AGING EFFECT ON OSTEOBLASTIC FUNCTION

Project: Research project

Project Details

Description

This is a Shannon award providing partial support for the research projects that fall short of the assigned Institute's funding range but are in the margin of excellence. The Shannon award is intended to provide support to test the feasibility of the approach; develop further tests and refine research techniques; perform secondary analysis of available data sets; or conduct discrete projects that can demonstrate the PI's research capabilities or lend additional weight to an already meritorious application. The abstract below is taken from the original document submitted by the principal investigator. DESCRIPTION The loss of bone mass during aging attributing to senile osteoporosis is a serious clinical problem among the elderly. However, little is known about the cellular and molecular pathogenesis of bone loss during aging. It is thought that age-related bone loss is due to a decrease in bone formation. This proposal will test the hypothesis that age-related bone loss and development of osteoporosis are associated with the alteration of osteoblastic cell functions during aging. Much of the available information on age-related bone loss has been extrapolated from studies of either primary embryonic bone cells or immortalized bone cell lines. However, these are not relevant models for studying changes in bone cells associated with aging. In this proposal, bone cell cultures from femurs of young and old rats will be obtained and used to compare the expression of representative osteoblastic markers in cells isolated from various aged rats (Specific Aim 1). The following osteoblastic markers will be measured in these cell cultures: alkaline phosphatase activity, parathyroid hormone (PTH)-stimulated adenylate cyclase activity, collagen I synthesis, and osteocalcin secretion in response to 1,25 (OH)2D3. In addition, efforts are proposed to determine if the expression of c-fos, c-jun, jun B and jun D in bone cells decline at the basal levels, and in response to stimulation with age (Specific Aim 2). The proto-oncogene families of c-fos and c-jun, which are associated with cell proliferation and cell differentiation, have recently been suggested to play a crucial role in cell senescence. The expression of proto-oncogenes in bone cells has not been studied as a function of aging. Thus, the expression of the c-fos and c-jun proto-oncogene families will be measured under basal conditions and upon stimulation with PTH and serum. Furthermore, the distribution of different phenotypic bone cells in young and old bone tissue will be evaluated with in situ hybridization techniques (Specific Aim 3). In situ hybridization provides information on the localization of gene expression in heterogeneous tissue such as bone. Some reports have demonstrated that the bone-specific protein genes were present in different cell populations in new bone and adult bone tissue. In this proposal, the investigators will use in situ hybridization techniques to evaluate the expression of bone-specific proteins, alkaline phosphatase, osteocalcin and PTH/PTHrP receptor. The results of this work are intended to provide information on the mechanisms of age- related bone loss, which may ultimately lead to the development of preventive or treatment strategies for senile osteoporosis.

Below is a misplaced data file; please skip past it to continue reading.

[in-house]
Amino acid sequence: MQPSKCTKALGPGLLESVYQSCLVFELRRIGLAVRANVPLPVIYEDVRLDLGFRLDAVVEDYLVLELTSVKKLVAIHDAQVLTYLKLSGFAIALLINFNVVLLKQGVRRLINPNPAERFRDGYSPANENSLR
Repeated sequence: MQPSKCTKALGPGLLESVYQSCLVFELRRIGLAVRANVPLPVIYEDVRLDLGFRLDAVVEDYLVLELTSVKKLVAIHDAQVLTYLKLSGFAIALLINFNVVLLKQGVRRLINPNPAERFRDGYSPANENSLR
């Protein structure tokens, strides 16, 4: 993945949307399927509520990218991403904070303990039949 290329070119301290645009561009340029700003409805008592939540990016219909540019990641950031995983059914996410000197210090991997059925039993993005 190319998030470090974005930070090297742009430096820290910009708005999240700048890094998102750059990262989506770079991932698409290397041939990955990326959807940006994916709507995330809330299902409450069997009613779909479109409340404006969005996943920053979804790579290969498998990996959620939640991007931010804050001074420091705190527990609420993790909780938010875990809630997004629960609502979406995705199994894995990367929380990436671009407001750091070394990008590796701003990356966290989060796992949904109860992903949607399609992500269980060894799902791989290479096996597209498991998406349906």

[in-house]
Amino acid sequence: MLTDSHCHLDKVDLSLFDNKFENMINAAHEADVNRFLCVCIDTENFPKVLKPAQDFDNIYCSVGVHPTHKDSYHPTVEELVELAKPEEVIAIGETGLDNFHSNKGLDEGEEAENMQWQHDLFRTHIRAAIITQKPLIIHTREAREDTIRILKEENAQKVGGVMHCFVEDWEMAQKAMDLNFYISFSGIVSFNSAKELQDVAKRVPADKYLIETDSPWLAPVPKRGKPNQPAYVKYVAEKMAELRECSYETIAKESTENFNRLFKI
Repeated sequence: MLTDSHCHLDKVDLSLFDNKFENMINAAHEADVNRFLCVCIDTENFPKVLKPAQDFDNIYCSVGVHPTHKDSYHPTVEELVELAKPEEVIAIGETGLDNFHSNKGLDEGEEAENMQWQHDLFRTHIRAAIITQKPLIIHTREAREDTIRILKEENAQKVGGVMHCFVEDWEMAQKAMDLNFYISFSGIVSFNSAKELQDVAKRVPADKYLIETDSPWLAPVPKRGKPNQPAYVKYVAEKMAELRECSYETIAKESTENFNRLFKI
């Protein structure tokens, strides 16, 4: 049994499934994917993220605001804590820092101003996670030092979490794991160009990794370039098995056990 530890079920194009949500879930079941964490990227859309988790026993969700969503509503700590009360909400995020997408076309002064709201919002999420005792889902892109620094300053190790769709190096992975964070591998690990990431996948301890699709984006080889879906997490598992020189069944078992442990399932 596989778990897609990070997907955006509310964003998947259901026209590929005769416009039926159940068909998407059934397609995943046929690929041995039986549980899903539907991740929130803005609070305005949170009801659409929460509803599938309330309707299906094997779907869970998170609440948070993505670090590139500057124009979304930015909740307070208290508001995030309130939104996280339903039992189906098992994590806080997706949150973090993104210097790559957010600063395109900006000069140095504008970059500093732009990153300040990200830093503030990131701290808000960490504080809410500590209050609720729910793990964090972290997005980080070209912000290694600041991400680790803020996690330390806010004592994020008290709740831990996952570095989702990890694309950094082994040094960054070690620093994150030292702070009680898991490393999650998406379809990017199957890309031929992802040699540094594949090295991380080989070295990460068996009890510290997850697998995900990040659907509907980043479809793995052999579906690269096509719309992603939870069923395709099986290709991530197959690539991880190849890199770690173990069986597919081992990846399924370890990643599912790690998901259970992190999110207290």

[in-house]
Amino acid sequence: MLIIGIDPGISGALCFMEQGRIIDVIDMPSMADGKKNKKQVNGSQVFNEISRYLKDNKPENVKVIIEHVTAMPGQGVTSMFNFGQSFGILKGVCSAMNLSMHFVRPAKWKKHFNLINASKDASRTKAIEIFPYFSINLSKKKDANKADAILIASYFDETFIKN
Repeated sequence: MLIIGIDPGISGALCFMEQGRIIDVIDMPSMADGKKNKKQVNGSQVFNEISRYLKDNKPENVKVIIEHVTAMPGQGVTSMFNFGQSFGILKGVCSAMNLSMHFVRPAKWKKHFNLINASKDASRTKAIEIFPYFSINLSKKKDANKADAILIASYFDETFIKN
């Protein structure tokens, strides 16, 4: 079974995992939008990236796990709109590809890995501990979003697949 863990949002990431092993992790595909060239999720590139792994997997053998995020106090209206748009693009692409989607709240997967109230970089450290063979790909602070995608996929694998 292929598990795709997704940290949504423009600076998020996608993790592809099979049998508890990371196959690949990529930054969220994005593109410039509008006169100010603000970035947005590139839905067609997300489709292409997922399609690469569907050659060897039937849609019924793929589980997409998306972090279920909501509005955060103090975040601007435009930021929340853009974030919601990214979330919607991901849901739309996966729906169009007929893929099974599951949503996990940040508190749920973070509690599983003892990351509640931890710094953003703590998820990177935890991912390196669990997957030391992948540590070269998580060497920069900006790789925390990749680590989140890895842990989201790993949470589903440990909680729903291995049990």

StatusFinished
Effective start/end date9/10/958/31/98

Funding

  • National Institutes of Health: $100,000.00

ASJC

  • Medicine(all)

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